Dinara Yunus, daughter of Leyla and Arif Yunus recently wrote for the Dutch Press calling on the Dutch government not to stay ignorant and call for her parents immediate release.
We hereby share with you the article in its English translation.
The Perils of Seeking Justice in a Former Soviet Country
By Dinara Yunus
When I moved to Amsterdam in 2009, I had dreams of going to business school and having a career in fashion. I never imagined I would become a full-time human rights activist, fighting for the freedom of my parents. But that is what has happened. Living in the Netherlands has been a wonderful experience, but now I have to ask for the government’s help to free my parents.
Both of my parents are historians who have dedicated 30 years of their lives to human rights work. Their activism goes back to Soviet times, when my mum and dad, Leyla and Arif Yunus, were among the first to create a list of political prisoners in our native Azerbaijan and disseminate it worldwide.
In 1995, my mum established the Institute for Peace and Democracy. The scope of her activities has widened, but her focus has been on protecting political prisoners in Azerbaijan with lists of people locked up and details of violations during investigation of their cases, in detention, and in court. My parents wanted these prisoners to find freedom and justice.
Now they are behind bars themselves, treated as criminals among criminals, with absurd charges against them. My mum was arrested on July 30 and my dad on August 5. I quote my mum’s letter to my dad, Arif, from prison: “You and I often read novels about political prisoners that saw the sky behind bars. And now every day I look at the sky behind the bars…”
No one anticipated my mum’s arrest because her work has been recognized internationally; She is a Knight of the French Legion of Honor and winner of Germany’s Theodore Hacker Prize.
Now my parents have joined the ranks of the many victims of repression of Ilham Aliyev’s regime.
Of course sending critics to prison isn’t the only sign of abuse in Azerbaijan these days. Back in 2012, when Azerbaijan was host to the Eurovision song contest, many people were deprived of their property rights.
Just imagine that you are sitting at your own house, and then the police come and brutally kick you out, push your mother out, and kids, speak to your sister in a humiliating way then demolish the house. My mum made these facts known, and there were so many. Then they demolished my parents’ home, which was also the office for the Institute for Peace and Democracy.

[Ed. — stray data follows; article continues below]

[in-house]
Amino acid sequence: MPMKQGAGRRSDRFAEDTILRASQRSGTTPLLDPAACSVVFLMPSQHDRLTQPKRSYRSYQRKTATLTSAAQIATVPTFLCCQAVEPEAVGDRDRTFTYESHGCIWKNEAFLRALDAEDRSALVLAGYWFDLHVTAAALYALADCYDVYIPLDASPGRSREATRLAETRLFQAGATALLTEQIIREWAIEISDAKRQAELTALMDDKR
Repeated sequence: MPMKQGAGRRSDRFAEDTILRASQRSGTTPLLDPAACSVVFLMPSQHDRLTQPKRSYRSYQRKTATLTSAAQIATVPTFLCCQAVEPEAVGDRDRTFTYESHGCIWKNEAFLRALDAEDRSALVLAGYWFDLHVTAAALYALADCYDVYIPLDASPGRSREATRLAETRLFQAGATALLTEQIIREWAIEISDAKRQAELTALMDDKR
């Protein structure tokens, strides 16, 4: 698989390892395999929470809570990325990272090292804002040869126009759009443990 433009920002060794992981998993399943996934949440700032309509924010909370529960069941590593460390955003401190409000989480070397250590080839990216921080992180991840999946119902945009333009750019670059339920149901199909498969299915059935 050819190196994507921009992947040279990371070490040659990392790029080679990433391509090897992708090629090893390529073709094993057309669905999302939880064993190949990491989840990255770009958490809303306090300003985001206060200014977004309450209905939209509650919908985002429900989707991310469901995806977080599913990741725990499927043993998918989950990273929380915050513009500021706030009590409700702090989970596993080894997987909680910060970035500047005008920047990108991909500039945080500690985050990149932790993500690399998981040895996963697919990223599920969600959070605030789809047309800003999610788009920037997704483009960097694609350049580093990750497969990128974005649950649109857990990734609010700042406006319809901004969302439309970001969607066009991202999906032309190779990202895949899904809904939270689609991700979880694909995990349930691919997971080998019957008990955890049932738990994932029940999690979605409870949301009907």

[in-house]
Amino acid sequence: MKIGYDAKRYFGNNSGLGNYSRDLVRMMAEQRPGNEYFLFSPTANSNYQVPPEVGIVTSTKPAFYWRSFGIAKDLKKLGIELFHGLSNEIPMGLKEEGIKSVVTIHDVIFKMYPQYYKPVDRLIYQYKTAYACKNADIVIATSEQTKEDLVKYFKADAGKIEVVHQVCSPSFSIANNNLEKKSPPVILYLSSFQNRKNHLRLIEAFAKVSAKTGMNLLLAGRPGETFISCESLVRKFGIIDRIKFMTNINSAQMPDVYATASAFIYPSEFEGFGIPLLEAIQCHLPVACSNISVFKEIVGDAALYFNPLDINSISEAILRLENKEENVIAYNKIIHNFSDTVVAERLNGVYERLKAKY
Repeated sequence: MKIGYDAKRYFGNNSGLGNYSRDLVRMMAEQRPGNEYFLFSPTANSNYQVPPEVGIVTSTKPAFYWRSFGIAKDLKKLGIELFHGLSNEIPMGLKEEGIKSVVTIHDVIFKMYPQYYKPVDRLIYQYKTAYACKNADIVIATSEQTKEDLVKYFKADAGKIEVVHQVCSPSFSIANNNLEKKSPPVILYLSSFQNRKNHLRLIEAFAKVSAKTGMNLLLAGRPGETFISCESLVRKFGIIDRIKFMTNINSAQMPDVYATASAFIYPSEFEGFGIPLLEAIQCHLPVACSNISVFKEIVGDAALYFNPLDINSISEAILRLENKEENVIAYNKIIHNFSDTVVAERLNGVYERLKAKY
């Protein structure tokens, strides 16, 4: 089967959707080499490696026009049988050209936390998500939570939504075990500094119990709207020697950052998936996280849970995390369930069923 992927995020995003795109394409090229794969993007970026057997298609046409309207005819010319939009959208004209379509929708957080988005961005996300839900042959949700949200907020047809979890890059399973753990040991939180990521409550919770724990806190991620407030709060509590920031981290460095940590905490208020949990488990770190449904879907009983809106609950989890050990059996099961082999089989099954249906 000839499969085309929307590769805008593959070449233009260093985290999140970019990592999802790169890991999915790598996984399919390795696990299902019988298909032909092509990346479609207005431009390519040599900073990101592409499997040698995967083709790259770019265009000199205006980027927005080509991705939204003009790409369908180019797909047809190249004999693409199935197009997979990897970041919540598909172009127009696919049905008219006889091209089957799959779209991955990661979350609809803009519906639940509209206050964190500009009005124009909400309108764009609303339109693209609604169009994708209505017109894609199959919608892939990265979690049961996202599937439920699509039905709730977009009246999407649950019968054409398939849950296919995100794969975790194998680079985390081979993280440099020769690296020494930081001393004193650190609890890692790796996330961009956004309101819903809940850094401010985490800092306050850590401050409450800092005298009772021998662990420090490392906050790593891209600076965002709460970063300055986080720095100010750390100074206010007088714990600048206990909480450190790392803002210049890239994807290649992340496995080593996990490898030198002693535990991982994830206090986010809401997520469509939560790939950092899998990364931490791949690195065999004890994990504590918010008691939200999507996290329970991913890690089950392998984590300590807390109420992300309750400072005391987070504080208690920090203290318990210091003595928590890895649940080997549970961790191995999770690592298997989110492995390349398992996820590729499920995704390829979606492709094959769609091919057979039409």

But it got worse. Both my parents are accused of treason on top of other charges. They were engaged in people’s diplomacy in a joint Azerbaijan-Armenian website for public dialogue over the longtime dispute between these countries about the Karabakh region.
My mum’s voice has not been quitted though, and I am grateful to journalists who publish the letters to my dad she writes from prison, further risking her safety. The world needs to know what dissidents are going through in Azerbaijan, how human rights defenders are punished for their activities, just because they stand up for constitutional principles.
“I see how they are doing their best to break me,” she wrote, I know she is in prison covered in bruises, exposed to attacks by other inmates. She warned that serious provocations were being prepared against her. When she asked for protection from the attacks, the authorities reprimanded her.
When Europe adopted a recent resolution on Azerbaijan, it gave me hope for change. But the latest news from home indicates that situation is just getting worse. My mum was deprived of her right to see her lawyer. Prison staff says she is too sick to see lawyers. But she is also not allowed to call. Why was she is not transferred to the hospital? For four weeks, I have not had information about my dad, who had a minor stroke when my parents were first detained. For weeks, friends were not allowed to deliver food, medicine, or even spare underwear to either of my parents.
My dad, an author of many books and articles, human rights defender, and peacemaker, is also facing absurd charges. He is in the detention facility of the Ministry of National Security, where torture takes place. He is prohibited from writing letters or calling, so no one really knows how he is doing. Every day I ask myself questions, what if he feels bad — will he get adequate and immediate medical care? Will there be a doctor by him? Will they let him suffer in pain?
When my parents were initially illegally detained and my dad had the minor stroke, doctors wanted to take him to the hospital. But investigators refused to call an ambulance for the first critical 30 minutes after his stroke. They instead released him for a few days, and then detained him again. He is not young, has high blood pressure and problems with heart. He needs his medication.
Can you imagine how my dad feels, isolated from the world in his cell and fearing for my mother’s life, fearing he won’t survive and won’t be there when she’s in agonizing pain? Can you imagine the pain from humiliations, insults, and attacks my mum is exposed to in prison, not to mention the pain of separation from my dad and me? This authoritarian regime knows no boundaries in destroying physically and psychologically my family, for their human rights work.
I hope the Dutch government won’t leave my parents alone in this life-threatening situation and today they will speak out and demand for my parents’ immediate and unconditional release.
Because I am afraid. I am afraid that tomorrow could be too late.